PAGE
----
The security problem manifested itself often, as a close inspection of the large screen revealed a surface pockmarked by bullet holes, both large and small caliber. The bullet and shrapnel holes, though patched up on a regular basis, were soon replaced by new ones. Rumor had it that one particular Vietcong sniper, who preferred westerns, would take pot shots at movies he didn’t care for. I personally viewed several films at the theater and had to run for cover on two of those occasions; one of which was a short mortar attack not directed at the theater specifically, but a threat nonetheless. The other involved a VC (or other disgruntled film fan) sniper who shot at the movie screen during the film. Having been shot at before, I recognized the popping of air past my ears well before I heard the report of the weapon; and along with the others present I scrambled for cover under the aluminum bench seats. Fortunately no one was hit that night.
It was no surprise to us that the VC or anyone else would take exception to the films, both from a quality or content stand point. Most of our supplies at Phu Cat came from the army facility at Qui Nhon, a coastal town about thirty miles away. From Qui Nhon our supplies and materials stopped at one or two other compounds in route before reaching Phu Cat. By the time the films arrived at Phu Cat they were often in country for several months; the heat and humidity not to mention wear and tear from repeated use wore them down considerably.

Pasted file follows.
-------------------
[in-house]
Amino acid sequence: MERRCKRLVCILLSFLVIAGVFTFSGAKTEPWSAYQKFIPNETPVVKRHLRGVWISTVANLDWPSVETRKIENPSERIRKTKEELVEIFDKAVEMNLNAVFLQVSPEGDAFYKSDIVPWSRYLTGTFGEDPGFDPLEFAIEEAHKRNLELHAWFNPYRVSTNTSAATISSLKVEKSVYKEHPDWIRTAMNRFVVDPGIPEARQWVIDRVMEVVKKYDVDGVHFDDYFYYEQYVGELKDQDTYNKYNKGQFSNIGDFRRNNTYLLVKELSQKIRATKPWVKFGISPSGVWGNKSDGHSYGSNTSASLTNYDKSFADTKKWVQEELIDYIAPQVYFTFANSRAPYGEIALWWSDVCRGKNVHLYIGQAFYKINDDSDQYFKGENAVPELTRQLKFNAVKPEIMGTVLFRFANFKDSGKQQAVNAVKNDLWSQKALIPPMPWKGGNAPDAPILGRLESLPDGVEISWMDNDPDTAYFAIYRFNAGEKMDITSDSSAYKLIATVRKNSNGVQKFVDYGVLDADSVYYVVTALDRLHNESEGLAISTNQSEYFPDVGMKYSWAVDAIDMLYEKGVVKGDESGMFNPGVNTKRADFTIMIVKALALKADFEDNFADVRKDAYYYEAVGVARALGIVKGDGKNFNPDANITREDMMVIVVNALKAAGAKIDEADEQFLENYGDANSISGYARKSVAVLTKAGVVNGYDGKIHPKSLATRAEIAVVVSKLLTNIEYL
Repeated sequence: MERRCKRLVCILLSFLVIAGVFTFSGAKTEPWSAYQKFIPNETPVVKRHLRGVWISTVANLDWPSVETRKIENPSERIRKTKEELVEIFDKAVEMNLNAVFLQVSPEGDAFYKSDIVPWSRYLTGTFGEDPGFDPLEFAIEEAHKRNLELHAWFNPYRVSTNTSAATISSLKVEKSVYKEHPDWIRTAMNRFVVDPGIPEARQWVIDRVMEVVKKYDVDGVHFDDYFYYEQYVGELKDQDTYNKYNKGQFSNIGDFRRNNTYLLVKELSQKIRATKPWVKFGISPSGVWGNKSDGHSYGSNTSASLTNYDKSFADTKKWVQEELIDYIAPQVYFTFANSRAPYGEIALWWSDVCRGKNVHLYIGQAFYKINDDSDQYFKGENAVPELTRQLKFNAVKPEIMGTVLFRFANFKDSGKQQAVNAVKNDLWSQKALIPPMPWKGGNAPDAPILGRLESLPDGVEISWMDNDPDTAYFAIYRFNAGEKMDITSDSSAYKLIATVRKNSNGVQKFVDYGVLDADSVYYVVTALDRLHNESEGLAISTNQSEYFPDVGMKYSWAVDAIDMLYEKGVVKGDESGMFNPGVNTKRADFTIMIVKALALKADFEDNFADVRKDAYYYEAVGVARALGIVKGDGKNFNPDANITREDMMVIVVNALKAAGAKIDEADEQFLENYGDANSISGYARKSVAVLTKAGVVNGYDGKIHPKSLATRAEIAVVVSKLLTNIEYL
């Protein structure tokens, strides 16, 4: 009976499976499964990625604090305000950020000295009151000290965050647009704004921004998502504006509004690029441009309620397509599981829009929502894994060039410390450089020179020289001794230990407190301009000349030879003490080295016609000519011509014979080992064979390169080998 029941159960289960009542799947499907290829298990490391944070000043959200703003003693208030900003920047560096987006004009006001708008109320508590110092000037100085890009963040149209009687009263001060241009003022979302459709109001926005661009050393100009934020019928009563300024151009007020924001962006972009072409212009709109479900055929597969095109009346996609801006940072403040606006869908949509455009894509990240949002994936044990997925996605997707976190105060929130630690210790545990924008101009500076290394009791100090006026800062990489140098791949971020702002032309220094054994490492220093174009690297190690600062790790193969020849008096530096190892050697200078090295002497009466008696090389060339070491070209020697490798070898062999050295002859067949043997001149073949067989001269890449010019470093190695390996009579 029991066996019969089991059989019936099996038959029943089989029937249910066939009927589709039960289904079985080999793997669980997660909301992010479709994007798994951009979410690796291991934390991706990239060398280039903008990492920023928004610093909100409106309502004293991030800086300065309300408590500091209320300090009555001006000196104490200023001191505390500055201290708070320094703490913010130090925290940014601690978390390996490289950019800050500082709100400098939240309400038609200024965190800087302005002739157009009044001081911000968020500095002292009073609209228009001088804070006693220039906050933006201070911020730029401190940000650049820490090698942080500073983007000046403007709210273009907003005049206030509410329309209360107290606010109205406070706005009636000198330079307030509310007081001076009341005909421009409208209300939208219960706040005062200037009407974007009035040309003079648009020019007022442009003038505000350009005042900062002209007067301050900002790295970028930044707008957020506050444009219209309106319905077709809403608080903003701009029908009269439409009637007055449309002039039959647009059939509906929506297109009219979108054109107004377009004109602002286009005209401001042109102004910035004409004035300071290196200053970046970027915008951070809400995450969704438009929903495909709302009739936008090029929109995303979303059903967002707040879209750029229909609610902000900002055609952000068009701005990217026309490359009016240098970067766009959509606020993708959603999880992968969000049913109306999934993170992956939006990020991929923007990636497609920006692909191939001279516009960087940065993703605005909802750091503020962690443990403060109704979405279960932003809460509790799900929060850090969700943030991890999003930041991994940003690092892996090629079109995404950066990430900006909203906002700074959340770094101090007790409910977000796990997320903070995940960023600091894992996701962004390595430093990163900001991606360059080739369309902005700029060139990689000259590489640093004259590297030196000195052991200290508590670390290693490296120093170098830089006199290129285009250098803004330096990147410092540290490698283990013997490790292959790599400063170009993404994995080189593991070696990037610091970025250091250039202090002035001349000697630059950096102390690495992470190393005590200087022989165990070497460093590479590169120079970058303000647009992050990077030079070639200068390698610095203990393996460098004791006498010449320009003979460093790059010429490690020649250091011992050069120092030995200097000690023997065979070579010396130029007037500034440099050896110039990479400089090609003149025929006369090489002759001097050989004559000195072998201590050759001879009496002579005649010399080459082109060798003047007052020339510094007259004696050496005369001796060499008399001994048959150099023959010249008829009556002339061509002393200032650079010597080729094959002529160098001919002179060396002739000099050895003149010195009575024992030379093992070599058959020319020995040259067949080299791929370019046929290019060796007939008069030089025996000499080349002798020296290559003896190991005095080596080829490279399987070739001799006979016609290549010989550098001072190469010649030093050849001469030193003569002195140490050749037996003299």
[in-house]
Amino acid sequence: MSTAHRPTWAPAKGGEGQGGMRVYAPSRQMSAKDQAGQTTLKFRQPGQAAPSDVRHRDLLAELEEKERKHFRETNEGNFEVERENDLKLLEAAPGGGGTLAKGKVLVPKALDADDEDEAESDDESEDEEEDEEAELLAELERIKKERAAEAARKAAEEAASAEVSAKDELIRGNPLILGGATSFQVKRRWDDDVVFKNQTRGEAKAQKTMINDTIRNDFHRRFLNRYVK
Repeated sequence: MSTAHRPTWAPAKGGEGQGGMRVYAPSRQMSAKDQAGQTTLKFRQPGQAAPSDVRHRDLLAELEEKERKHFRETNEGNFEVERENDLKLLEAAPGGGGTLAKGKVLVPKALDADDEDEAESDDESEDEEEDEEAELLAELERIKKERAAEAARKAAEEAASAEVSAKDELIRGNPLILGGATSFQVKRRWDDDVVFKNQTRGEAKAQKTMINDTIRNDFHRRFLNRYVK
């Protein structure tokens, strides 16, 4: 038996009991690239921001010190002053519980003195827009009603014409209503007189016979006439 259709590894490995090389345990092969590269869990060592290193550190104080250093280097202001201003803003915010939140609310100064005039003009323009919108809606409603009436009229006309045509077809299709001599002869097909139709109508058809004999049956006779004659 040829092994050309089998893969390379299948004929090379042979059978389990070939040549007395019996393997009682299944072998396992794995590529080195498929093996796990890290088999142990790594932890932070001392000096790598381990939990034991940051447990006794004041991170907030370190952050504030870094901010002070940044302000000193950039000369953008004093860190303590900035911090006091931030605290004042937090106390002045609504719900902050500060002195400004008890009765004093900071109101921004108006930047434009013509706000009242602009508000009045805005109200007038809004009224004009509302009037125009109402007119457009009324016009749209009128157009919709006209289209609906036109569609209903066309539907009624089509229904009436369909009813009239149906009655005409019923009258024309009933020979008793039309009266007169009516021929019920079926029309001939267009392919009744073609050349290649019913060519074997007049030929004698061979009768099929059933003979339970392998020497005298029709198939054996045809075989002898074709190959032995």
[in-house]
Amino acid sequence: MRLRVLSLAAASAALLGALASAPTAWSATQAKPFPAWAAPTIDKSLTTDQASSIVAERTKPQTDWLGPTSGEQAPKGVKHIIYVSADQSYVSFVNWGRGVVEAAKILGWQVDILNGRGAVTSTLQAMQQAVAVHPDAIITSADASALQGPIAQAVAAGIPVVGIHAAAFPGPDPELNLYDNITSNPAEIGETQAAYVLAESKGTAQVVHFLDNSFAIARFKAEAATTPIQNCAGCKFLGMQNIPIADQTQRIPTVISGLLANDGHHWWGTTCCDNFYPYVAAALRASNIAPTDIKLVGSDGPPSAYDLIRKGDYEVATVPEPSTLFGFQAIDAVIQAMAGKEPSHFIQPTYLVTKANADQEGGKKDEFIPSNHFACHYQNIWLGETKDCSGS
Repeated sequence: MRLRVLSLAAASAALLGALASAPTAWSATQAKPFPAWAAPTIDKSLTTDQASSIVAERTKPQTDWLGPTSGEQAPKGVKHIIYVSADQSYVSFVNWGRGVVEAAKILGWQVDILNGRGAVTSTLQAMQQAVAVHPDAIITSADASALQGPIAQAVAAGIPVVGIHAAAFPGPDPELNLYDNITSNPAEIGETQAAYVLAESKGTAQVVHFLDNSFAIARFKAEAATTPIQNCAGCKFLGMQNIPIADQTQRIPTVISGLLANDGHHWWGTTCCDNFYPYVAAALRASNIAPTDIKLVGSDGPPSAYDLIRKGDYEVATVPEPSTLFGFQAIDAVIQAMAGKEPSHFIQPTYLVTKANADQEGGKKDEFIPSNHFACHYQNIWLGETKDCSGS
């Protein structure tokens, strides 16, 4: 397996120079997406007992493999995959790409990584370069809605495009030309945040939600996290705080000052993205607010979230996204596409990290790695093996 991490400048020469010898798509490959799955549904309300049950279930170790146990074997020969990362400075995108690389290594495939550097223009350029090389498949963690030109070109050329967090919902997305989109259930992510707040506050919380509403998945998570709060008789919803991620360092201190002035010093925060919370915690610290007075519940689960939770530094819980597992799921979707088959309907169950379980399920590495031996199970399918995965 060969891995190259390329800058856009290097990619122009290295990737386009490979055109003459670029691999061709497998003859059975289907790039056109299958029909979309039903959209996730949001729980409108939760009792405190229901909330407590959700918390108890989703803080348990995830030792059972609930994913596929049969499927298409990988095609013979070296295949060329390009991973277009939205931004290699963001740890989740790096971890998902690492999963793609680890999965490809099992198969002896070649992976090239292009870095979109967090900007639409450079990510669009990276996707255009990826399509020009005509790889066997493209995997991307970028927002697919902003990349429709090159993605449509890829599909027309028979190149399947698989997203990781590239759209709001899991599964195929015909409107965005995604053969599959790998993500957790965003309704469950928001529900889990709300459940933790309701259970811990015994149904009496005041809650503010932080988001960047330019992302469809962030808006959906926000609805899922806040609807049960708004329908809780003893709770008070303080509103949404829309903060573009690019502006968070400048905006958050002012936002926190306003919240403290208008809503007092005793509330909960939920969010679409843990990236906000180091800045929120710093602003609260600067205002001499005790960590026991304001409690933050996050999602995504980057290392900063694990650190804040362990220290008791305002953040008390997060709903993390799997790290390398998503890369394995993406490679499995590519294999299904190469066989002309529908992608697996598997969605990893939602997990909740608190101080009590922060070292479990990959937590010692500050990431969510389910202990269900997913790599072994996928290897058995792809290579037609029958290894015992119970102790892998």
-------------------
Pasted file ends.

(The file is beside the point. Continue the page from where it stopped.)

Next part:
Our films usually broke several times during the performance much to the chagrin of the film projector who was known to one and all as “Lester”. (What else) Outside of the local VC, who often ruined our sleep with their shenanigans, our film projector “Lester” was the most despised man at Phu Cat. We often had the same movie for weeks, and only out of insane boredom could I drag myself to go see some of them. The movies were mostly old westerns from the thirties, forties and fifties, and if any of them got close to seeing an academy award it would have been only through geography perhaps. How many people remember “Johnny Mac Brown”? Yep….not exactly top flite entertainment.